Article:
Blend Thompson's soaring confidence with his smooth stroke, signature scoring explosions, critical role on the league's best team and, perhaps, a second title, and calling him anything but the best shooting guard in the game could be as futile as trying to squeeze a complete sentence out of his 21-year-old self.

 

Butler, Bulls Break Point Bank Again

Jonathan Daniel/Getty Images

Jimmy Butler is no Michael Jordan—nobody is—but his latest feat put him within a breathless sentence of His Airness in some small way.

Combine the 20 points Butler scored in the first half of the Chicago Bulls' 117-106 win over the Milwaukee Bucks with the franchise-record 40 he dropped on the Toronto Raptors after halftime on Sunday, and Butler basically put together a 60-point game.

No Bull other than Jordan has ever gone sexagenarian in a single contest, but Butler has been plenty prolific of late. With 32 points at Milwaukee's expense, Butler ran his two-game total to 74 and extended his streak of 20-plus-point performances to four.

Butler's individual brilliance has helped light up Chicago's lagging offense. The Bulls' effort against the Bucks doubled as their eighth straight outing with at least 100 points—a feat that, as the Chicago Tribune's K.C. Johnson noted, this defensive-minded franchise hadn't pulled off in over a year:

"If we don’t play for one another and stick together, we’re not a good team," Butler told reporters afterward, per Bulls reporter Sam Smith. "But I think everybody has the team’s best interests at heart."

Butler included.

 

Knicks Leave Last Season's Ignominy Behind

John Bazemore/Associated Press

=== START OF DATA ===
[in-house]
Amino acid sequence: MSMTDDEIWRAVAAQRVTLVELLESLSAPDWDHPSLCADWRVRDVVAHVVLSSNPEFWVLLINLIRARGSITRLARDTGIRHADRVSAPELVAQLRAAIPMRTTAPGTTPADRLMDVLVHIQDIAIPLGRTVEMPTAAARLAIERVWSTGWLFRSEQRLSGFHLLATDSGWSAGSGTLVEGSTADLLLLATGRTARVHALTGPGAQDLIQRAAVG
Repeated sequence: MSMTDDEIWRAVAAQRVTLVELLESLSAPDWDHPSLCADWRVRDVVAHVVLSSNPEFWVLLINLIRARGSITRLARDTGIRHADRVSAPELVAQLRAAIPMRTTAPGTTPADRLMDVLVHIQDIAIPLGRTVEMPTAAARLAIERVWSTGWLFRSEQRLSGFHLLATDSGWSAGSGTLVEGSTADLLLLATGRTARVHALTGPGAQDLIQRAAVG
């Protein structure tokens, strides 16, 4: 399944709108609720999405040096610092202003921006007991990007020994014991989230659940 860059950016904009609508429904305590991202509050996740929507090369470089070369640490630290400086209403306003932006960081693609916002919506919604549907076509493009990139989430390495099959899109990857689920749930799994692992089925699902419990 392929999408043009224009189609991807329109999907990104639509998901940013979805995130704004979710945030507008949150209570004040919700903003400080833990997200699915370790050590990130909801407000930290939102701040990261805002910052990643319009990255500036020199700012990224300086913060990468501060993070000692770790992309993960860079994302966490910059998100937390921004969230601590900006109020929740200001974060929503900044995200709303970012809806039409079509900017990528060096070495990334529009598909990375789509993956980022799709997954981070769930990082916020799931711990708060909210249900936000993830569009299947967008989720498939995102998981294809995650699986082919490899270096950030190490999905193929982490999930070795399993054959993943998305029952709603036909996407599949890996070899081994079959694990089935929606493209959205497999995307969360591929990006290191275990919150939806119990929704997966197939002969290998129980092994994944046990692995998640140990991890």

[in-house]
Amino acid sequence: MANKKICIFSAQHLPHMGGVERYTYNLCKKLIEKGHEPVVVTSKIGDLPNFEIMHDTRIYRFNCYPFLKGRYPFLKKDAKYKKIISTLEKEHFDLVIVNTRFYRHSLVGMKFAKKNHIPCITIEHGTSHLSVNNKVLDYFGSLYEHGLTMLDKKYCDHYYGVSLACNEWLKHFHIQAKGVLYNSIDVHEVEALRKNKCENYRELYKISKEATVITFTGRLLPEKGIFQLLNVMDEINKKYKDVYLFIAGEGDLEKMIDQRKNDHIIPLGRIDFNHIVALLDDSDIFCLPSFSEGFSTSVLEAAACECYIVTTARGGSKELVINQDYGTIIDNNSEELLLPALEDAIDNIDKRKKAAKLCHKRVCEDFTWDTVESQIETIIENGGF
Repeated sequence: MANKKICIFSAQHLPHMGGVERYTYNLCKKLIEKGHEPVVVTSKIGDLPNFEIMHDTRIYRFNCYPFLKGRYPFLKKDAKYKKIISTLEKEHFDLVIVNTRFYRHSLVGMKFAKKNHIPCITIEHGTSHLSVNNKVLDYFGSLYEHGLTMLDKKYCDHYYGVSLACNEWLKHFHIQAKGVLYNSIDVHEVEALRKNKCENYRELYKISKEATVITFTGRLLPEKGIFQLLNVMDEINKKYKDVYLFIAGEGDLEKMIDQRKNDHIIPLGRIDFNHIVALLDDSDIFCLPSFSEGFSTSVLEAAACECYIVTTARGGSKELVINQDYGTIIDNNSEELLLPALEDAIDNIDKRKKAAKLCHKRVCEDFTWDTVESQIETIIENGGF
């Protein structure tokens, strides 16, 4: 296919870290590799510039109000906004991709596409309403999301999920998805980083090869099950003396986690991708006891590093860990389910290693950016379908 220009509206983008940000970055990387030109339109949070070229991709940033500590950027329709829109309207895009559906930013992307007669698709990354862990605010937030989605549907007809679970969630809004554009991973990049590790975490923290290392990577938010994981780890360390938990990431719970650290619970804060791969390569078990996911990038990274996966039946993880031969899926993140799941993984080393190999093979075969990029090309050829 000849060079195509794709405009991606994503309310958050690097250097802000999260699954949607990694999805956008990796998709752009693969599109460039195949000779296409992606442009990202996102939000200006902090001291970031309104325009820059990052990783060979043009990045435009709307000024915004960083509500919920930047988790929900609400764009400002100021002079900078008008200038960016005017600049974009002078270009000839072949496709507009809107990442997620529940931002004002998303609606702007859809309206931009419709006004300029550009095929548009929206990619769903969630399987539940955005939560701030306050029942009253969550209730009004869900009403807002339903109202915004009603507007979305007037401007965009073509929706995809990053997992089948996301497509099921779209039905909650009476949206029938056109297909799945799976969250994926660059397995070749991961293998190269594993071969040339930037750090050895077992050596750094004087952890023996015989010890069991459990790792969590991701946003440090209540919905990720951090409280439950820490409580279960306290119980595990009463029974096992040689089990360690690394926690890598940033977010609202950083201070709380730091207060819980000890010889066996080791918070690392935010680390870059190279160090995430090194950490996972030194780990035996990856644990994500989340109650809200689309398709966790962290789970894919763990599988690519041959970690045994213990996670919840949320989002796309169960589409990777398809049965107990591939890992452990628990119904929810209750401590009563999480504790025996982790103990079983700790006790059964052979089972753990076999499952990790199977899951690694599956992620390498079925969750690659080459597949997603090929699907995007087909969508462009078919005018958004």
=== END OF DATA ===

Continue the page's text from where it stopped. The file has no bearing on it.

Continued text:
How far have the New York Knicks come since their debacle of a season in 2014-15? Consider what they accomplished by holding off the Atlanta Hawks, 107-101.

The Knicks' victory at Philips Arena was their eighth in 19 road games so far. That 8-11 mark may not look like much, but it's already better than last season's sorry 7-34 showing outside of Madison Square Garden.

In the bigger picture, New York (17-19) matched its entire win total from the franchise-worst campaign that preceded this one. As ESPN.com's Ian Begley pointed out, the Knicks are 12 games better now than they were exactly a year ago:

What a difference it makes to have a healthy Carmelo Anthony (23 points, 11 rebounds, seven assists) surrounded by quality contributors such as Arron Afflalo (23 points, seven rebounds, four assists), Jose Calderon (seven points, six assists), Robin Lopez (nine points, eight boards), rookie Kristaps Porzingis (17 points, 11 rebounds) and, on this night, Derrick Williams (15 points).

If the Knicks keep the good times rolling for a while, they could become the second straight team to go from Eastern Conference cellar-dweller to playoff participant, following in Milwaukee's footsteps.

 

Throwback D-Will Saves the Day

There was a time when Deron Williams taking and making a game-winning shot wouldn't have startled a soul. But time—and the injuries accrued therein—has a way of turning crunch-time heroes and All-Stars into bystanders and also-rans.

On Tuesday, though, Williams looked more like D-Will than Old Deron during the Dallas Mavericks' 117-116 double-overtime win over the Sacramento Kings. The Texas native paced the Mavs in points (25) and assists (four), but he did his most critical damage on a buzzer-beating three to save Dallas' bacon at the end of the second overtime.

The three-time All-Star's 2015-16 season hasn't been short on big games. The Mavericks' victory (their 22nd straight over Sacramento at American Airlines Center) was Williams' seventh game of the campaign with at least 20 points.

With DeMarcus Cousins going off, Dallas needed every drop D-Will had to offer. Boogie forced the first overtime with a clutch layup at the end of regulation and dominated the second extra period with nine of his game-high 35 points.

But Cousins' 10 turnovers—which, along with his scoring total and 17 rebounds, technically gave him a triple-double—cut into his overall effectiveness. So did his difficulty keeping Zaza Pachulia (six offensive rebounds, 17 total) off the glass.

Still, Williams will go down as Dallas' savior in this one. The more magic the Mavericks can wring out of him going forward, the better equipped they'll be to hang around the wild West all year long.

 

Josh Martin covers the NBA for Bleacher Report. Follow him on Twitter.